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4 Replies Latest reply: Dec 21, 2012 12:08 PM by Tom B RSS

jms order of message delivery with high availability

balajraj_oracle Newbie
Currently Being Moderated
I have set up uniform distributed queue with weblogic server 12c. I am trying to achieve order of delivery and high availability with jms distributed queue. In my prototpe testing deployment I have two managed servers in the cluster, let us say managed_server1 and managed_server2. Each of this managed server hosts jms server namely jms server1 and jms server2. I have configured the jms servers with jdbc persistent store. I have enabled server affinity.

1. I have a producer running such as java queuproducer t3::/managed_server1. I send out 4 messages. From the weblogic monitoring console I see there are 4 messages in the queu since there are no consumers to the queue yet.
2. Now I shut down managed_server1.
3. Bring up a consumer to listen on java queuconsumer t3://managed_server2. This consumer cannot consume message since the producer send all the messages to jms server1, and it is down.
4. Bring up managed server 1, start a consumer to listen to t3://managed_server1 I can get all messages.

Here is my problem say if the managed_server1 went down then there it never came back up, do i loose all my messages. Also if there is another producer sending messages to java queuproducer t3://managed_server2 then order of messages based on the time between these producers are not guanranteed.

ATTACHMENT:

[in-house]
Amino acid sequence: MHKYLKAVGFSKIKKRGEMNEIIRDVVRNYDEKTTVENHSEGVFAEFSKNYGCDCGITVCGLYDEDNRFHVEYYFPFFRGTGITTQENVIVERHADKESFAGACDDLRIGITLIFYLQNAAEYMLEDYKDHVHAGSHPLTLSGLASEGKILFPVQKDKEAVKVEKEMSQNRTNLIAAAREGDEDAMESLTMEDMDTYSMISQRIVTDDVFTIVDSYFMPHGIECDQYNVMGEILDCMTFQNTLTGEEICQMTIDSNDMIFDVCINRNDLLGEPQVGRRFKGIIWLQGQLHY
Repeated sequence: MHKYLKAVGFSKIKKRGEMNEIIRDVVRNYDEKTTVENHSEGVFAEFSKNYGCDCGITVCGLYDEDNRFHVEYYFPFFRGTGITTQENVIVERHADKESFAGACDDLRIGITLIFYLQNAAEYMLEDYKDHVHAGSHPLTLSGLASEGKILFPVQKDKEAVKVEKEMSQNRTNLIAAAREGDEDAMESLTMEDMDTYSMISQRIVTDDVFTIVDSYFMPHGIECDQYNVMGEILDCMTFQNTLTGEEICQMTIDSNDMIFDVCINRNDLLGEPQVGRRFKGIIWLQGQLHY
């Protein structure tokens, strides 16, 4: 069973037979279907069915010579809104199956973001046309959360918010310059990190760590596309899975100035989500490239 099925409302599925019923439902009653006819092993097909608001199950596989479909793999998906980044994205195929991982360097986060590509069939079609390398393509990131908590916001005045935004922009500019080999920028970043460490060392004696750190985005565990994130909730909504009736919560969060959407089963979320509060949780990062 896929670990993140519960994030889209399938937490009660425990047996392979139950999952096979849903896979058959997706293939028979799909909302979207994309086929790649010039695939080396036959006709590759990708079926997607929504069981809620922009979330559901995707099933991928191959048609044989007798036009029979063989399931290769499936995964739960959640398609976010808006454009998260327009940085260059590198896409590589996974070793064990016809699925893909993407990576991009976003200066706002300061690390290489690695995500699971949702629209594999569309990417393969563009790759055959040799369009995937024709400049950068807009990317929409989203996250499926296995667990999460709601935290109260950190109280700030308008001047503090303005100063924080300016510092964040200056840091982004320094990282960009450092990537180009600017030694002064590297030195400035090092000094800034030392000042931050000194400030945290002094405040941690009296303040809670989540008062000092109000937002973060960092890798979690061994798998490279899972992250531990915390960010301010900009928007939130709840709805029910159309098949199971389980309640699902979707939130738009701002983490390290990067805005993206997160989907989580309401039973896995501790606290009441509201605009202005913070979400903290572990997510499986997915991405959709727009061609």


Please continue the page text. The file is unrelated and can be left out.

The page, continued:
I am a little lost, am I missing something. Can unit of order help me to overcome this. Or should I use distributed topic instead of distributed queue, where all the jms server will receive all the messages from producers, but if one jms server where my consumre is listening fails there is only one consumer in my application, when I switch over to other jms server, I might be starting to get messages from the beginning not from where I left off.

Any suggestions regarding the same will be helpful.
  • 1. Re: jms order of message delivery with high availability
    Fabian Pro
    Currently Being Moderated
    Hi,

    As you said,You have 2 managed servers in a cluster example 1.1.1.1:7200 and 2.2.2.2:7200
    Each Managed server hosts jms server namely jms server1 and jms server2(here let jms server 1 and 2 point to migrate able targets)